Monday, December 16, 2013

Rabbit: A Great Meat Animal for Small Homesteads

Whether your homestead is in the city or the country, meat rabbits can help you feed your family with lean, nutritious meat. Rabbits breed and grow so quickly that one pair of healthy does (females) can produce more than 600 pounds of meat in a year. Compare that to the dressed yield of 400 pounds for an average year-old beef steer. Rabbits also use feed more efficiently than cows do: According to the U.S. Department of Agriculture, a rabbit needs 4 pounds of feed to make 1 pound of meat. In comparison, beef cattle need 7 pounds of feed or more to create 1 pound of meat, reports Michigan State University’s Department of Animal Science.
Archaeologists have found proof that the Romans raised meat rabbits 2,000 years ago, so people have known for centuries that rabbit meat is delicious. Today, we know that it’s also an excellent source of protein, has less cholesterol and fat than chicken, beef, lamb or pork, and that it has an almost ideal fatty acid ratio of 4:1 omega-6 to beneficial omega-3 fatty acids (see The Fats You Need for a Healthy Diet to learn more).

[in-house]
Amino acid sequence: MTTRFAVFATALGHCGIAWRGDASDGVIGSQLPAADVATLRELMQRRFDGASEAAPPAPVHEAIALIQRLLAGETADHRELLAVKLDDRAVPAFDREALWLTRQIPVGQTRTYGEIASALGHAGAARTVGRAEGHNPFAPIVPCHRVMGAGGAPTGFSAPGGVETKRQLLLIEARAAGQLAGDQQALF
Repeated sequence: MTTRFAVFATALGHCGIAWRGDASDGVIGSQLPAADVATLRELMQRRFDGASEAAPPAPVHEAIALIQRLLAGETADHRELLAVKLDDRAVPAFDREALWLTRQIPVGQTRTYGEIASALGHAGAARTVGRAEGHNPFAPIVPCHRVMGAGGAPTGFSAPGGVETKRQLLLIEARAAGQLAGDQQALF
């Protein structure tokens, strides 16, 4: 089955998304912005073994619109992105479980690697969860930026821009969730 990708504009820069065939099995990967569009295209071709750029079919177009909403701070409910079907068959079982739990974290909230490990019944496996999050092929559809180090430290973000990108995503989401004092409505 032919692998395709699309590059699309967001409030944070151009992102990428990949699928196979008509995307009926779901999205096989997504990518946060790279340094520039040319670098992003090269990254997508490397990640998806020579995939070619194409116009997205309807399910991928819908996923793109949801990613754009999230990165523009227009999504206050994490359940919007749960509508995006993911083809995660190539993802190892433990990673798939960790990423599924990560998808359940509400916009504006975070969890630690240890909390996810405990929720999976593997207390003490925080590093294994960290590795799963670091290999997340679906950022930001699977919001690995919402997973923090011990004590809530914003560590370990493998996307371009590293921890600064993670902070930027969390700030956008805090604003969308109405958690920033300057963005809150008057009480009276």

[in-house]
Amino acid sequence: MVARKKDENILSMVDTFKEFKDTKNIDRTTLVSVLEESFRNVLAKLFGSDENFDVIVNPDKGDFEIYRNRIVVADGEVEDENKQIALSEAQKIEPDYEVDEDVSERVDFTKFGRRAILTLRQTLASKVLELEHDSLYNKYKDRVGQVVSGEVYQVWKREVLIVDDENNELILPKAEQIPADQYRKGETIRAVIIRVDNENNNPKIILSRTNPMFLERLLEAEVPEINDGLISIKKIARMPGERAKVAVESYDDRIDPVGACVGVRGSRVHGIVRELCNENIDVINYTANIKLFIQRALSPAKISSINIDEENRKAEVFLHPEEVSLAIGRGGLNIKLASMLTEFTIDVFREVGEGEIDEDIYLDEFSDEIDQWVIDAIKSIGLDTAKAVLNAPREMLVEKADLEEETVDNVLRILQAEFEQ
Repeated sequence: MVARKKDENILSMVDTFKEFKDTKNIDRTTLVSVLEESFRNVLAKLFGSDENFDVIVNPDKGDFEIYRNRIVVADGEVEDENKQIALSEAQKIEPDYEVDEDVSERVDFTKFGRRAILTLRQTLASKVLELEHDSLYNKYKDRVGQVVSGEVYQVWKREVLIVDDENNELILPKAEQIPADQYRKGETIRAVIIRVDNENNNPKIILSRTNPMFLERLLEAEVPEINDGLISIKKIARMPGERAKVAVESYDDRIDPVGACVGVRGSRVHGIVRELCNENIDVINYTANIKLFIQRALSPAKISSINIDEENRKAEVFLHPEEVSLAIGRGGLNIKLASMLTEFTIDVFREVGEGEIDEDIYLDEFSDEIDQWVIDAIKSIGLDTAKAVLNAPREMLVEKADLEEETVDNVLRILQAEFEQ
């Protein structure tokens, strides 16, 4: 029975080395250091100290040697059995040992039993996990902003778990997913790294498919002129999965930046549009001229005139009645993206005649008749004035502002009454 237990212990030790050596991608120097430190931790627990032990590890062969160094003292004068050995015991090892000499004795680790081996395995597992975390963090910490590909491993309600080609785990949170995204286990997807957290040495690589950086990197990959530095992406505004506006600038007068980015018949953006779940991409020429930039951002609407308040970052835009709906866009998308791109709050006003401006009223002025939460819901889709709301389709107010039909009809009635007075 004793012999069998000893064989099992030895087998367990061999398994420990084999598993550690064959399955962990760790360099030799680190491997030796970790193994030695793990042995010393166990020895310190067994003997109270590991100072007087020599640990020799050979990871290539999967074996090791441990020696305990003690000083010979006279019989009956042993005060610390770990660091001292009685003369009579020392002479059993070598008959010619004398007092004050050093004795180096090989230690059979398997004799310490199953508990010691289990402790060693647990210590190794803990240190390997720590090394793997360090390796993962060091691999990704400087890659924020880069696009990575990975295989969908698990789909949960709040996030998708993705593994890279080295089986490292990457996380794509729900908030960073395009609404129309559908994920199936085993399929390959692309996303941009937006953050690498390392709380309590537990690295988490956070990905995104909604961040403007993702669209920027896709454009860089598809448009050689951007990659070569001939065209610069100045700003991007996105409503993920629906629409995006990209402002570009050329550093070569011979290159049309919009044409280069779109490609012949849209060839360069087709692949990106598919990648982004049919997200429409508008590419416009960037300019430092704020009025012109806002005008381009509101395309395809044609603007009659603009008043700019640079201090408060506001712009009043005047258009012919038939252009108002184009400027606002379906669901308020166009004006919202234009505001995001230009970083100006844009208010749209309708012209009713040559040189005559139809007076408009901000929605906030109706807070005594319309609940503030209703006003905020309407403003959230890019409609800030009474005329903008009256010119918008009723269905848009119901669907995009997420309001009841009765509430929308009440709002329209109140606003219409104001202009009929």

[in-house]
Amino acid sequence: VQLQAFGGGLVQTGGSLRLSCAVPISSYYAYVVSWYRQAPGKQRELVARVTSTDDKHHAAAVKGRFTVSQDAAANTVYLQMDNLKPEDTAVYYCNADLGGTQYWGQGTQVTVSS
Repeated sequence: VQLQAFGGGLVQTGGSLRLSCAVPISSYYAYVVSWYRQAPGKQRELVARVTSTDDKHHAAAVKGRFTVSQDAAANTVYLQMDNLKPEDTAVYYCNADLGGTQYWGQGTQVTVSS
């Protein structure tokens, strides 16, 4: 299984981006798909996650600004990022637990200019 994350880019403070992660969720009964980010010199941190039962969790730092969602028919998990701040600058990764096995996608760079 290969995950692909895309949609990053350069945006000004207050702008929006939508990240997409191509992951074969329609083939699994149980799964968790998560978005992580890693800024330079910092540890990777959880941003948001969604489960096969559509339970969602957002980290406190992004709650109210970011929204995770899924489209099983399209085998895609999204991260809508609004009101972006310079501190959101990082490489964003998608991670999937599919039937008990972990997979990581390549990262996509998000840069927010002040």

Rabbits are clean and quiet, so they won’t trouble your neighbors. Their manure can enrich your garden without composting — it’s not “hot,” so it can go directly into the garden, where it will provide lots of nitrogen and phosphorus and help build soil. Or let the rabbits’ manure fall into worm beds;.
Before you rush out and buy your rabbits, you need to figure out where you’re going to keep them. Each rabbit needs its own cage, so for the breeding trio of a buck and two does you’ll need three cages. (See our diagram of a homemade rabbit cage.) The cages should be protected from predators and the weather — in a garage or outbuilding, for example.
For meat rabbits, each cage should be about 3 feet square and 2 feet high to give the animals plenty of room to move around. The best material for cages is double-galvanized 14-gauge welded wire. Chicken wire is too flimsy. Use 1-inch square or 1-by-1-1⁄2-inch wire on the bottoms to prevent sore feet and to let droppings fall through. Plan to run some extra wire up the sides to prevent babies from falling out of the does’ pens. Hinge the cage doors so they swing inward, so your rabbits can’t accidentally push them open. Mount the cages 3 to 4 feet off the ground, to make working with the animals easier and to help protect them from predators such as dogs, snakes and coyotes.